The Mason City Globe-Gazette from Mason City, Iowa on March 31, 1931 · Page 11
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March 31, 1931

The Mason City Globe-Gazette from Mason City, Iowa · Page 11

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Mason City, Iowa
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Tuesday, March 31, 1931
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Page 11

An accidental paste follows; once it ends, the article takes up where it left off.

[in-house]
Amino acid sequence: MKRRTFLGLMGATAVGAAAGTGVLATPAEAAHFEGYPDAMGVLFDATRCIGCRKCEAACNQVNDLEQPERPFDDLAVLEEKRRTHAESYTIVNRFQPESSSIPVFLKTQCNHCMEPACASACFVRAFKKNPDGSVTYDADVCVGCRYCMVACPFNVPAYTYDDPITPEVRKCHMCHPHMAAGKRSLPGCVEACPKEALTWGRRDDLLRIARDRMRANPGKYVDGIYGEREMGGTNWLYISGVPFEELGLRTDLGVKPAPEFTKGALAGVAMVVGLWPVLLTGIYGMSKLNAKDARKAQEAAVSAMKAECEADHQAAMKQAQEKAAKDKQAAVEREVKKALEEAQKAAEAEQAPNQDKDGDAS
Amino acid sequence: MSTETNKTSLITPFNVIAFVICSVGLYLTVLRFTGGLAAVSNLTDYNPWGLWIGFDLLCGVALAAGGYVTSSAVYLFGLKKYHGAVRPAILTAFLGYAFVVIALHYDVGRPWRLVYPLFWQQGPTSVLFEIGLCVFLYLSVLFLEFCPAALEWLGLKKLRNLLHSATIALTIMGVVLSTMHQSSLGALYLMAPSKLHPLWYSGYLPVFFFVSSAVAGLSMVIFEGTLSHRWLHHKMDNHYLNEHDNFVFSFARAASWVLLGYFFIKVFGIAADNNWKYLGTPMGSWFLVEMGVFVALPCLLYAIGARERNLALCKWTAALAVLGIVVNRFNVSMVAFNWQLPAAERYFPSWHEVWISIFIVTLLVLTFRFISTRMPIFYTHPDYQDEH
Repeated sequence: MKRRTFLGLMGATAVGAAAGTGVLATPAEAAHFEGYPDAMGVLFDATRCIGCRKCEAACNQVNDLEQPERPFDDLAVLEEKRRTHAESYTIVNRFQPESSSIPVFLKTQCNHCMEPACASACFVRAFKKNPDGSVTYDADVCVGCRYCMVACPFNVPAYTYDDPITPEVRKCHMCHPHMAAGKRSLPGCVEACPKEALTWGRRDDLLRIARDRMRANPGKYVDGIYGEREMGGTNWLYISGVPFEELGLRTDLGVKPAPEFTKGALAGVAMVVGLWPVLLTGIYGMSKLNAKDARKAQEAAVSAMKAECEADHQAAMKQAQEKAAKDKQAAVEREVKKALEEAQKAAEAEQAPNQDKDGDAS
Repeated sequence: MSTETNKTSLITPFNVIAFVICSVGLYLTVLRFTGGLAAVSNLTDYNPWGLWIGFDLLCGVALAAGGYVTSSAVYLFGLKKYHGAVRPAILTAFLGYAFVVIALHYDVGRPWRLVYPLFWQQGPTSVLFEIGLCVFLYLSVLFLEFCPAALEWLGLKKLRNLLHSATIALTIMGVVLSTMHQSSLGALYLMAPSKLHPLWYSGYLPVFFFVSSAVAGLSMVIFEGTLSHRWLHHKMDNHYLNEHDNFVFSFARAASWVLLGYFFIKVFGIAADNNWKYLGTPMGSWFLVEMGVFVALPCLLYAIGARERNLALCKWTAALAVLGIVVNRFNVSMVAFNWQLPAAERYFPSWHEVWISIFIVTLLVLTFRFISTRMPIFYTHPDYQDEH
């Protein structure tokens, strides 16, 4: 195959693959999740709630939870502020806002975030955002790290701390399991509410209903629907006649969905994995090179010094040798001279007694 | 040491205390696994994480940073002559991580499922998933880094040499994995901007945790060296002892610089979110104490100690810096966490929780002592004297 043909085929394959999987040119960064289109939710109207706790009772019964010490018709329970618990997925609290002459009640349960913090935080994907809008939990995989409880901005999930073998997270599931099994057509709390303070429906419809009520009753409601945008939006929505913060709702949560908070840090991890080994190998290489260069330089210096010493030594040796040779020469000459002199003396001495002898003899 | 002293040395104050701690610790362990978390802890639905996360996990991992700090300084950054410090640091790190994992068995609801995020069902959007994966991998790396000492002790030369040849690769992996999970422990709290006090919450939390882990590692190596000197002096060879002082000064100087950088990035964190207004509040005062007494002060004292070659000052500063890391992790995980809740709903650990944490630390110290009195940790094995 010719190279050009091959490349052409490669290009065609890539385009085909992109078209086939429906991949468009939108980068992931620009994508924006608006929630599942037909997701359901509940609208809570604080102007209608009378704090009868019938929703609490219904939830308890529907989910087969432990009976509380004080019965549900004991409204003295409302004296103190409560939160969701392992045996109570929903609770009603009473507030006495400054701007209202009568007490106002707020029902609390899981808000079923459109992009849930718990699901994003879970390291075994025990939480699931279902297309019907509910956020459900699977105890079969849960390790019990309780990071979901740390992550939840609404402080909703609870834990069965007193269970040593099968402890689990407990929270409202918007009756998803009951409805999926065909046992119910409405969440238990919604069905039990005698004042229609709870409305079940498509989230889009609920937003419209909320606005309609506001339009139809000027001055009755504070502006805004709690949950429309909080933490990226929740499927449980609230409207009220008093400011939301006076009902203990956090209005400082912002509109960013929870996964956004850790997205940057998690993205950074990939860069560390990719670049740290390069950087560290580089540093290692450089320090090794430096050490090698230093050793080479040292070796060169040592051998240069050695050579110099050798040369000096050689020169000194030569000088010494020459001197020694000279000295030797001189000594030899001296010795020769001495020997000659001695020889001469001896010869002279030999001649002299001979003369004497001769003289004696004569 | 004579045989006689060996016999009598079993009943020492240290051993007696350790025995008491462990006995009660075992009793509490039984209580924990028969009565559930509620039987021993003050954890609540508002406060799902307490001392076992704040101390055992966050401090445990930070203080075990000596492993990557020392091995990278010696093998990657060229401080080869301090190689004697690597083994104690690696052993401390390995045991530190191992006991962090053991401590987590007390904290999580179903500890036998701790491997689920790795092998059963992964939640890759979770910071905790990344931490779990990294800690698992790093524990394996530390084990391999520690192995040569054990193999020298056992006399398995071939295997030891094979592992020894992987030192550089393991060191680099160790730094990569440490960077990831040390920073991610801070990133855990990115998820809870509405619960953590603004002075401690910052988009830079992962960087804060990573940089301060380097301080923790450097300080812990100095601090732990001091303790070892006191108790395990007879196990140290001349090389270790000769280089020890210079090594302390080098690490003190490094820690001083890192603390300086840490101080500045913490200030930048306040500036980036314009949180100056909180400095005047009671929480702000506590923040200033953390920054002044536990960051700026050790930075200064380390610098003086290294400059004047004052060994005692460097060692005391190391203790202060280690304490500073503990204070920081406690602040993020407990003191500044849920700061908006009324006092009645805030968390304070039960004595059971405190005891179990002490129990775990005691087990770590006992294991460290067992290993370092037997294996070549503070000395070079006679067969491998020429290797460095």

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V - --ywetght championship _,,,,. ... .between Max Schmeling- of G.er-1 \ tei-a joined him. ' ' · . . " ' mee " . Knute was thrown u' n his own resources before he we to high school. He was self suppiy n g during that period of his eduition and worked on a railroad in Ivnois to pay his tuition at Notre Dame. There, as an undergraduate, h.took honors in chemistry and upon omr pleting his course joined the facu'tf aa an instructor in that subjft, and later, in addition, became-th.- letic director. / On July 15, 1914, Mr. Rckne V^-narried Miss Bonnie Skilea ofSan- dusky, Ohio. They had four chfdren. . Fame Kept Spreading' As Rockne's fame spreaf with the success of his: teams yeir after year,'he came to be recogilzed by other coaches as one of /he but- standing football strategists. His formations and plays lave been copied ~as much as ttuse of any man who ever coacied football! Rockne contributed t^'the t.'evelbp- ment/of football in : many ways other: than aa a player and coach. He,conducted foothill schools, that were largely attended by college and high school coachss; he wrote nu- meroiis books otj. the game that "Footl a boy were widely circulated, and there was an ever-grt ow i n Demand for him as a lec£u re r on the technic and strategy/^ the game. He not. «nly was a player and teacher off football, but appeared as a charnjpj on . O f the sport, defending it forfine benefits that accrued to thoae/'^ho .^^ pa rt in it. iaU," he once said, "teaches ,, _ sponsibility--responsibility as tt ^Representative of his college; res P°Jfosibility to; his teammates and r *?!\Sonsibllity in controlling hi 3 pas slo ' ; as, 'fear, hatred; jealousy -am FJ^shness:' Football brings out tie viieat there is in everyone." · '/· As , athletic director at Notre / Dame, Roekne built up a system o mass athletics and encouraged every student to participate. "If football is a good sporj fo: the 'varsity player,' he argued "why isn't it a, good sport for the entire undergraduate body? Grant ed.-that it is, I want every boy a Notre Dame who cares to kick c football to have some place in which to kick it.'; ' That policy led to the formation af.many football elevens on Notre Dame campus, and there were teams representing at least a dozen 3ormitories that played regularly with each other. ., Got High Eating. The 1929 varsity eleven generally was regarded as one of the bes teams that Rockne had put to gether at Notre Dame. -Many ex perts rated it a better combination than' that of 1924 .which had th famous Four Horsemen -- Stub] dreher, Miller, Layden and Growls'--arid one of the greatest of al centers, Adam Walsh. The 192 team won. ,all of its nine gaines which 'were played away from home such a schedule being necessitate by the -erection of a new stadium a South Bend. None of the game was regarded as a soft spot. All of the Notre Dame team coached by Rockne were noted fo ·ement f n '. The ivrmy-Notr^tkame'games ' ave developed the highest standard! f sportsmanship and, while they' ave been ; hotly contested, have een devoid of individual or team rlction. Was Exaggerated. ' Coach Rockne -often was heard o remark that "they call me a ough neck," but that estimate of im was greatly exaggerated. He ossessed a culture that niad« him qualiv at home when addressing a athefing of society folks as he was ·hen speaking to' a football squad n the vernacular of the game. An outstanding characteristic of the man- was' the whole-hearted 1 man- er in which he went into every- hing.. He had Ideas and cpirvic- ions and the courage to present hem in forceful ana fearless lanr "uage. · In- 1924 it was revealed that iockne had served Notre Dame for everal years without a contract. During that time he rejected sev- ral offers from other institutions, ome of which carried salaries nearly twice as large as the $8,500 he was receiving. That same year a "Notre Dame Night" was held, which was made a nation-wide tes- imonial to Rockne. It was then announced that the coach had signed a 10-year contract to remain at Notre Dame at an annual salary of $10,000, The next year a spirited controversy in football circles was precipitated when Columbia university announced that Rockne had signed a three-year contract to coach football. While' Columbia insisted that ne actually signed the contract Rockne declared that he .had not been consulted about the actual appointment and that the agreement tie signed was contingent upon his being able to obtain his release from Notre Dame. The South Bend uni versity refused to grant that. In the midst ,of the 1929 season Coach Rockne was attacked will an infection In his legs and directec the' play of his team in aevera games, as well as. his coaching fju ties, from a wheel chair. Towarc the end: of the season his, condition became such that his ph.yaician forbade him to accompany his team to New York for the Army game the most important of Notre Dame's schedule. · In 1925 Coach Rockne became a | vij.--anc. .. ulcfc . s H ai ^ ing quality that has caused coni- .seball. He planned to enter jjolittcs. I was calculates"to arouse and M. Briand's comment lat it wa4 a threat to peace. Worries Join Two.' "Economic worries brot the Aus- rian -and German nations togeth- r," he said. "It is economic dis- ress which urges us on." 'Our accord moves along the. nes of Pan-European co-operation. Ve've enthusiastically welcomed oil lans for improving European order y the closest possible cp-opera- on." · ' "* He expressed the opinion, how- ver, that the new European order must arise from a series of partial greements by which customs bar- iers are gradually razed and inter- ial markets created. Challenges Opponents. He challenged opponents of the .ccord to specify exactly wherein : violated the Geneva protocol of 922, which aought to assure Aus- ria's perpetual independence. Taking up Mr. Henderson's pro- losal to take the juridical aspects if the proposed union before the council of the league of nations, he German foreign minister said convert church. to the Roman Catholii Home for Vacation. HUTCHINS--Louise Eckels, wh teaches at Garner and Menett. Molander, who attends school a Humboldt, are both home to.spen a week Easter vacation with the! respective parents, Mr. and Mrs Penn Eckels and Mr. and Mrs Fred Molander. An American Jockey makes OTaetJce of singing to his horse dui ing a race. The unfortunate anima frequently wins by several length owing to Its frantic efforts to ge out of earshot.--London Humorist. his government, saw no reason for occupying the league with matter which he was convinced contained no legal violations. Yet Germany se said, would not oppose. Strom Appointment Is Confirmed by .Senate DES MOINES, March 31. (/B-The senate today confirmed the reappointment of John W. Strom of Clinton as state fire marshal Strom's appointment ia for a four year term beginning July 1. Guests at Hutchms. HUTCHINS--Harry Hultgren of Kenyon and Victor Rouke of Nerstrand, Minn., were guests of Mr and Mrs. Oscar Johnson. They were on their way to Sanborn with a truck load o£ household goods. HERE and THERE Class la Entertained. LATIMER--Mrs. B. O'Neil en tertained her Sunday school "Eve Ready' 1 c!a.ss at the O'Neil home. Conies From Res Moines. BANCROFT--Ambrose Mesche of DCS Moines visited Sunday will Frank H. Mescher. Tencher In St. Paul. SHEFFIELD--Miss Eliza Wunn teacher in the schools at St. Pau is enjoying a week's vacation wit her parents, Mr. and -Mrs. Joh Witnn. : All Teachers Are Re-Elected. OSAGE, March 31.--At a meel ing of the school board all teacher were re-elected. Evidence of a mild winter ar pears almost everywhere except i the coal bin.--Kcwanco Star-Cour le.r. la for a short tinie during his early areer. He assisted Gus Dorais, resent Detr6it university coach nd a former teammate at Notre 'ame, here in 1914. Rockne was al!* considered for ie mentorshlp at the University of owa after the resignation of Howard Jones in 1923. He was re- orted to have been willing to come o Iowa but was unable to agree pith Hawkeye y^tltletic officials on alary. v MADE DECORAH PLANS DECORAH, March 31. #--Knute Ipckne, Notre Dame gridiron maser, killed today In a Kansas air- lane crash, was to have visited ere April 13. Several distant relatives and for- ner fellow townsmen of Rockne in foaa, Norway, are residents here. S. S. Reque, athletic director at .uther college, Is a distant relative. INGWERSEN TRIBUTE IOWA CITY, March 31. /P) Knute Rockne "was held more in esteem than any other coach In the country,, not only by the coaches mt by the people In general," Burt ngweracn, University of Iowa foot- jail coach, said today in comment- ng on Rockne's death. "His loss is a. serious one, not only to football, but to the youth o£ the country. His name emphasized clean living, wholehearted endeavor and good sportsmanship," said Ingwersen. It was an Iowa team that stoppet Rockne's greatest string of vlc- torios. After 20 straight triumphs Flockne's Notre Dame eleven los to Coach Howard Jones' Iowa team here in 1921 by a 10 to 7 score. In the last two years the Ram biers have won 19 straight games. Snowstorm Dissipates But More Is Expectec KANSAS CITY,-March 31. ( The second snowstorm In a weel over the Rocky mountain area an the adjoining prairie states appear ed to be dissipating today but fore casts Indicated another-was due tc roar out of the northwest. Were in Minneapolis. SHEFFIELD -- Misses Glady Gross, Ruth Brower and Lucll! Wallln spent.several days with re. atlves and friends at Minneapolis Mr. Amett Kammeier who has bee enjoying a week's vacation at hi home here, returned to Minneapol: with them. Former Resident In Dead. , OSAGE, March 31--Charles Bald win, who moved from Osage to Mln neapolis 15 years ago, died and wa. hurled at Minneapolis. He la sur vived by his widow, formerly Lul Counsell and a 10 year old daughte: were a total of 19 scouters present. The, program opened with scouts drawn.up in troop formation with an opening ceremony in charge of roop 6 under the direction of W. hannon Kollman, scoutmaster. Troop 1 took first place with a to- al of 135 points. Seventy-five aof hese were for having the largest ercentage of attendance of scouts nd scouters. Troop 8 took second ·ith a total of 130 points and did ot place in the attendance score, roop 6 was third with a total of 15 points- and took third place in e'attendance. Troop 5 was second the attendance score and scored 5 points. Troop 10 scored 25 points, 'roop 18 with only three boys pre- ent and no leaders was a game ontestant the entire evening but ailed to placed Troop 8 made all ioints In contests on the floor, wining three firsts, two seconds and ne third. In the Individual contests, o setups were found to exist. Troop 10 Is First. In the knot tying relay under the direction of George Marolf, scout- Tmster troop 16, Troop 8 took first ilace; troop 5, second and troop 1, :hird place. In the boxing of knots, . comedy stunt under the direction f George Marolf, troop 5, was first, .roop 1, second and troop 16. third. In the O'Grady drill under the direction of the scout executive, roop 8 was the last one to leave .he floor and was awarded the first jlace. Troop 6 came in second and Troop 1 third. In the indoor Kirns game directed by H. J. Blewett of Troop 8, assisted by Robert Rankin, senior patrol leader of Troop 8, Troop 16 look first place with an average of 27%; Troop 6 was second with 24 Vi and -Troop 8 was third' with 22 Troop 1 was only J ,i point behind Troop 8. Rescue Race Held. In the rescue race under the direction of Milo Peterson, scoutmaster of Troop 5, Troop 6 took first place. Troop 8 second and Troop 16 third. A granny knot that slipped was the determining factor in first and second place In this contest. The cipher trail under the direction of W. Shannon Kollman, scoutmaster of Toop 6, was interesting and it was found that Troop 8 again came in first place, Troop 6 second and Troop 1 third. The winner of the final event of the evening, which was a first-aid contest under the direction of Marry Ytzen, seoulnia-stir of Troo- 1, was determined by the correctness of a knot in the arm sling. Troop 1 took first place in this event, Troop S second, and Troop 6 third. V,". L. Whitson, a troop commlt- teeman of Troop 12 of the Lynhust Congregational church in MInneap ills, visited this meeting. These same troops will have a iolnt meeting in the nature of an overnight hike on Monday, June 29. UU ^ , -- ££?^^T ^J4i ~f * *fe *v * Copyrighted by Denver Post, from tht Associated Press Bryan Untledt, 13, wns among the survivors of the Towner, Colo., school hus tragedy despite the fact he heroically gave much of his outer garments to n younger brother, Orlo, age 8, Avho died. Mrs. D. H. Van Kirk Services Held Here; Burial Is at Elmwood Funeral services for Mrs. D.' H. Van Kirk, 74 years old, 21 Jefferson avenue southwest, were held at the McAuley funeral home Monday afternoon. The Rev. Jewel L. Pickett, minister of the First Baptist church officiated. Burial was at Elmwood cemetery. Pallbearers were David Temple. Meredith Temple, Donald Elder and Bcnford Keeling. Mrs. A. B. Hunkins and Mrs. Raymond sang hymna. Mrs. Van Kirk moved with her parents to Hampton in 1877. Following her marriage she moved to Swaledale where she lived until 1916 when the family moved to Mason City. Mrs. Van Kirk died at her home Friday morning. Funeral Services Are Held For Mrs. George Funeral services for Mrs. Ida E. George, 1201 Sixth street southeast, were held at St. James Lutheran church Monday afternoon. The Rev. Oswald E. Mall was in charge. Mrs. George died at a local hospital Friday noon following a week's illness with influenza. "No Night There" wns sung by Anzonctta Tobsing and "Face to Face" was sung by Marie Buehler. Burial was at Memorial park. al--the enipowering of nt-JE federal farm board to swap commodity for commodity with foreign nations. The president would be the real power in which this authority--to be exercised only in emergency-would be vested, but the farm board as his agent would carry out the operation. ' Only those commodities which arc not produced in this country in auC- ficient amount to supply the needs of the people could be received in exchange for our surplus crops, under the Dickinson plan. Wheat in U. S. "The commodities I have in miml mainly are, in this country, wheat, and in other countries, sugar and coffee.. I would permit the farm board to exchange, directly with, say, Brazil. It would give that coun try an agreed amount of wheat in exchange for an agreed amount of coffee. "Or take Cuba. You could get a pretty good bargain In sugar, even considering the low price of wheat In a straightout exchange of wheat with Cuba. In Brazil coffee is in the same situation. In both countries there Is a huge surplus. We havn pne in wheat, why shouldn't we get together for mutual good. Would Be Help. "What I have in mind is not any thing disturbing to business. On tin contrary it would help most bus! negses. The general price level i: already so low that the charge o lowering prices would hardly HI valid. "The distribution of the goods wi received in exchange for our sur pluses would be disposed of thru th agency which took it, say the stabi! ization corporation if 'wheat wer exchanged. This would be sold thr the regular channels of commerce thus moving our wheat and aiditv everyone concerned. Only Emergency. "Such a power could be exercised only in the event of a national emergency similar to the one we aro now passing thru." A congressional enactment would be necessary before this could bo done, Dickinson said. The present tariff law does not cover it, in his opinion. He is undecided yet it ha will introduce a resolution to this effect but regards it as likely. He does not agree with Senator Reed, Pennsylvania, that the farm board should be abolished, has no faith In either equalization fee or debenture under present conditions, and is convinced the board should be let alone to work out Its prob Iem9. 'tildi'sh innocence which i,3 year old girl to gurgle "by'i, . o a jail guard as she snugglec he shoulder of an ex-convict alleged narcotic peddler was /anced today as an alibi for the; ape from- the Douglas county C. W. (Red) Haggerty, 32, St. ij ield in default of ?20,OQO bond p ng hearing on a narcotic charge No trace of cither Haggertj .he baby had been found since, .wo late yesterday strolled past iam Moe, deputy sheriff jailer, raciously opened the door for supposed visitors. Sheriff Frank Carlson expla .hat 'a man, woman and the nad been admitted to the jal .heir request for permission to Haggorty. Shortly afterward i left, leaving the child with Hat ty. Meanwhile the guards changed. When Haggerty, carrying baby on his arm, arrived at the Deputy Moe did not recognize The deputy, disarmed by the hi farewell, permitted Haggerty stroll outside unmolested. Haggerty was arrested here urday by authorities who seizec DOO worth of narcotics shipped Chicago. Lfe For Second Time Policeir Take Same "Hot" Coup From St. Paul. The same car came back bu didn't manage to squeeze thru : son City even the second time. Officers of the police departni spotted a Chevrolet coupe wit] familiar look about 1 o'« :1 -ck Ti day morning and thinking the r "iii^n «io "hot" stopped its o investigation. T; chine pants for Small Daughter Is Buried. BURT, March 31.--Tho body of \Targnret. three months old daugh- 'er of Mr. and Mrs. Frank Nellis o. Easton, Minn., was brot here for burial. Funeral services were helrE at the home of Mrs. Nellis' parents. Mr. and Mrs. John Murray. Kennel Show Opens. DAVENPORT, March 31. (UP)-The Tri-City Kennel club opened its two-day exhibit here today with mauy of the dogs shown being brot from the recent Chicago show to wind up the circuit season. Americanism: Thinking the Filipino unfit to govern himself; leaving the management of vast public affairs to men you wouldn't hire to manage a hick-town store.--Mid- weat Review. Schantle and Vernon Wagner, 1; of St. Paul, were arrested and mitted to theft of the car at Paul. But the car had a familiar to policemen because they pit the same machine up Jan. 25 v, it was stolen from St. Paul oncd fore. The automobile was retun to St. Paul at that time and 1 driver apprehended here was M died according to law and wail able to accompany the car o« second trip to Mason City. | Now Schantle and Wagner being held for St. Paul author! and the car, twice stolen from Paul and twice recovered by 1 police, will again be returned t home city. ' "Tell them to keep their st cars out of Mason City if they d want them taken away from t because we have men in the dej ment here who can tell a 'ho by just putting their hands o laughed F. R. Sanford, chief lice, Tuesday moraine. " \